Thanks for clarifying. I myself have found in these situations where I'm interested in a particular lady and would like the chance to get to know her more and I was wondering what the correct protocol is. I would NEVER ask her to come home with me just because she was friendly/flirtatious. But is asking her out for a drink after dance class at a pub nearby where there's lots of other people out of line?
 

Larinda McRaven

Site Moderator
Staff member
#12
I've rarely seen or heard of any male "creeps" in the dance community.

there are actually fewer men who chose to take advantage of that and go into inappropriate territory.
No. It is not smaller. What is seen of the creeps may be smaller because it is just dealt with swiftly. Most creeps are removed from the pool of dancers. Those that aren't removed, that tend to mend their ways quickly, yet retain an invisible scarlet letter. And just because they might be young does not guarantee them a pass.

Women also seem forgiving of the odd accidental touch that do happen
Actually they are not forgiving of small indiscretions. They are are silently keeping score.
 

Larinda McRaven

Site Moderator
Staff member
#13
Asking a lady to get a drink after the dance, along with other dancers, is fine. Asking her to join you for a cup of coffee on a Tuesday afternoon is also fine.

Asking several ladies over the course of a short time will also get you on the creep list. You will simply be seen as someone who is viewing the dance as a meat market.
 
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#15
@Larinda McRaven
The thing about common sense is that it's not that common. Creeps usually fall into two categories: those who know exactly what they're doing and those that lack social awareness. For the guys in the latter category, it does not just extend to their interactions with women but to their sociability in general. Is this an excuse for inappropriate behavior? Absolutely not. But I think in this age of social media, a lot of these guys don't have a chance to learn their lesson before getting their social or even professional lives ruined.

As for accidentally touching an inappropriate body part, I always apologize to the lady for it. They always laugh it off or say it's ok. I think it's pretty clear on when it's an accident and when it's an "accident".
 
#16
@Larinda McRaven
But I think in this age of social media, a lot of these guys don't have a chance to learn their lesson before getting their social or even professional lives ruined.
I don't understand how social media is an allowable excuse for inappropriate behavior? Also, being asked to modify behavior or being asked to leave a location or situation is a far cry from a ruined life.

As for accidentally touching an inappropriate body part, I always apologize to the lady for it. They always laugh it off or say it's ok. I think it's pretty clear on when it's an accident and when it's an "accident".
We are programmed to descalate a situation. I have been in situations before where I have felt uncomfortable, but played it off until I was in a position to address it safely.
 
#17
@Wannabe Triple Threat
I never said social media is an excuse for inappropriate behavior. How did you deduce that from what I wrote? I am saying that in the past for guys who lack social awareness, at most they'd be banned from the venue and that was it. They learn their lesson and move on. Now, you can literally destroy them with twitter and facebook and smear them as a creep for all the world to see.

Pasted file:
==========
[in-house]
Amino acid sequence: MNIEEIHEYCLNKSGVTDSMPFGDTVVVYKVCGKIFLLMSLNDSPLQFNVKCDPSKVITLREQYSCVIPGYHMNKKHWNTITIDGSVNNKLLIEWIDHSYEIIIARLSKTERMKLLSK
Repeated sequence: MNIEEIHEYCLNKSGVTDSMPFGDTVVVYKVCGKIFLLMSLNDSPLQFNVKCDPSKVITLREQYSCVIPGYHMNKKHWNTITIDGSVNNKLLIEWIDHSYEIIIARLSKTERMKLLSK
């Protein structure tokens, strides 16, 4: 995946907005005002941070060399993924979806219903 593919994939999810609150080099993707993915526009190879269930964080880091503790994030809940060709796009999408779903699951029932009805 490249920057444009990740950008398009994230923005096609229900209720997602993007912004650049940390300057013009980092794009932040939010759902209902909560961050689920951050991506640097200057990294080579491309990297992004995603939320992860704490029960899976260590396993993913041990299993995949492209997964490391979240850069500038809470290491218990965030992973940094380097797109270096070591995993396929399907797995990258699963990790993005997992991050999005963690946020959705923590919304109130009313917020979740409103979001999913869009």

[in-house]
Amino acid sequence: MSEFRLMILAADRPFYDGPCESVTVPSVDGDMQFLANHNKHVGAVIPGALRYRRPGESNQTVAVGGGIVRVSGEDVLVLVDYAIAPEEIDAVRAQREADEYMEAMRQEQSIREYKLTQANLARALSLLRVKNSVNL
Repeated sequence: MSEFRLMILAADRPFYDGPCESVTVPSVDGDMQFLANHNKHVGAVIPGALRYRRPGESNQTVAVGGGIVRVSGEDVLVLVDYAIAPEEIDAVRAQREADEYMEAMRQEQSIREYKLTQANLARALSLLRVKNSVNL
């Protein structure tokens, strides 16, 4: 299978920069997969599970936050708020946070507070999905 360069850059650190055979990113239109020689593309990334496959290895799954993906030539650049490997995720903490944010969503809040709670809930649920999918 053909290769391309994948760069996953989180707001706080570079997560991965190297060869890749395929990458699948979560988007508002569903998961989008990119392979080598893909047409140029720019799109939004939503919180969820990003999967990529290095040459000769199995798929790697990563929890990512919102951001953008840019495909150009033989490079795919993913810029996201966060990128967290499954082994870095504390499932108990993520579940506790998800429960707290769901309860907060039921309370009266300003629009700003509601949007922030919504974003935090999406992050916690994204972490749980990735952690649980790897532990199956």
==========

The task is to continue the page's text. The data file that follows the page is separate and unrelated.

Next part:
We are programmed to descalate a situation. I have been in situations before where I have felt uncomfortable, but played it off until I was in a position to address it safely.
Address what safely? A clumsy male lead dancer who is still learning and accidentally grazed a body part of yours? If you're gonna have that unforgiving and hostile of an attitude, then maybe men shouldn't bother at all trying to learn to dance.

When I was learning to ski when I was younger, I accidentally lost control and sometimes plowed into people and in one instance knocked a person over. It's part of learning.
 

IndyLady

Well-Known Member
#18
I am saying that in the past for guys who lack social awareness, at most they'd be banned from the venue and that was it. They learn their lesson and move on. Now, you can literally destroy them with twitter and facebook and smear them as a creep for all the world to see.
Has this actually happened to a lot of (non-celebrity) guys that you know? If so, it might be time to re-examine your circle of friends.

Address what safely? A clumsy male lead dancer who is still learning and accidentally grazed a body part of yours? If you're gonna have that unforgiving and hostile of an attitude, then maybe men shouldn't bother at all trying to learn to dance.
Well that didn't take long, did it. No sympathy => lashing out. Kind of like the guy that calls a woman a b**** when she doesn't appreciate his cat call.

Being "socially unaware" is not a pass for inappropriate behavior. Yes, the consequences for that are now potentially swifter and harsher.

Btw, I am still genuinely interested in some guidance on my question above, since I encounter this situation more often than I'd like. If I happen to come off as just a little too friendly (which frankly doesn't seem to take much) to the new guy (who is insecure about his beginner dance skills), I often find myself having to fend off the third dance in a row or an extended conversation when I'd rather be dancing.
 
#19
@Wannabe Triple Threat
I never said social media is an excuse for inappropriate behavior. How did you deduce that from what I wrote? I am saying that in the past for guys who lack social awareness, at most they'd be banned from the venue and that was it. They learn their lesson and move on. Now, you can literally destroy them with twitter and facebook and smear them as a creep for all the world to see.
Referring to social media -- I misunderstood what you meant. I thought you meant that because of social media, some people were more likely to be clueless; not that social media was the venue in which it was addressed. My apologies.


Address what safely? A clumsy male lead dancer who is still learning and accidentally grazed a body part of yours? If you're gonna have that unforgiving and hostile of an attitude, then maybe men shouldn't bother at all trying to learn to dance.

When I was learning to ski when I was younger, I accidentally lost control and sometimes plowed into people and in one instance knocked a person over. It's part of learning.


I wasn't being necessarily specific to dance. It was more of a generalization of how many girls are raised to behave and react in social situations, to which dance often applies.
 
#20
On social awareness: I understand it can be difficult for guys, but if a girl likes you, she for sure will let you know, learning to recognize the signs is crucial. I would say keep your distance and observe her for a while if your intention is beyond just dancing. Don’t ask to dance more than two dances in a row, that’s an instant turnoff. And if she declines your advances, don’t switch your attention to another girl instantly, that’s a sure way to earn the creeper reputation.